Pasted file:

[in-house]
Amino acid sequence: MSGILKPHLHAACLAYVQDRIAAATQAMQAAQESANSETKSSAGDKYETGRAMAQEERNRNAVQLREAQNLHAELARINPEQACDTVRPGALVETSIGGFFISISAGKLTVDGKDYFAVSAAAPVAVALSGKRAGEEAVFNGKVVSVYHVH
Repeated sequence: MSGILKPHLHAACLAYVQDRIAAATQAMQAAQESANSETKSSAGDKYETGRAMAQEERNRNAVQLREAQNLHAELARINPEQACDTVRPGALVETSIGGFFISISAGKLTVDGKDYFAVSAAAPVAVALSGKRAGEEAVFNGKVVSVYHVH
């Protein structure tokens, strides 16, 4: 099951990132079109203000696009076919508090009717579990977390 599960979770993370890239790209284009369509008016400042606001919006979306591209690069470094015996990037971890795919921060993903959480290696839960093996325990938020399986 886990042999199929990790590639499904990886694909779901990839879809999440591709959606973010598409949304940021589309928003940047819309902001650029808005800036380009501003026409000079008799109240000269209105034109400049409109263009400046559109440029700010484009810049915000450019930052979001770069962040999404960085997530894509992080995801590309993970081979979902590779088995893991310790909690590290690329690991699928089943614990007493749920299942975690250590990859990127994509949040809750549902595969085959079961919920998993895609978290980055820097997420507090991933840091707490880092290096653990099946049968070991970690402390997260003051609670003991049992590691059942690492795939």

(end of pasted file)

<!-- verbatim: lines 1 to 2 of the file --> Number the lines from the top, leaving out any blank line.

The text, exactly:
[in-house]
Amino acid sequence: MSGILKPHLHAACLAYVQDRIAAATQAMQAAQESANSETKSSAGDKYETGRAMAQEERNRNAVQLREAQNLHAELARINPEQACDTVRPGALVETSIGGFFISISAGKLTVDGKDYFAVSAAAPVAVALSGKRAGEEAVFNGKVVSVYHVH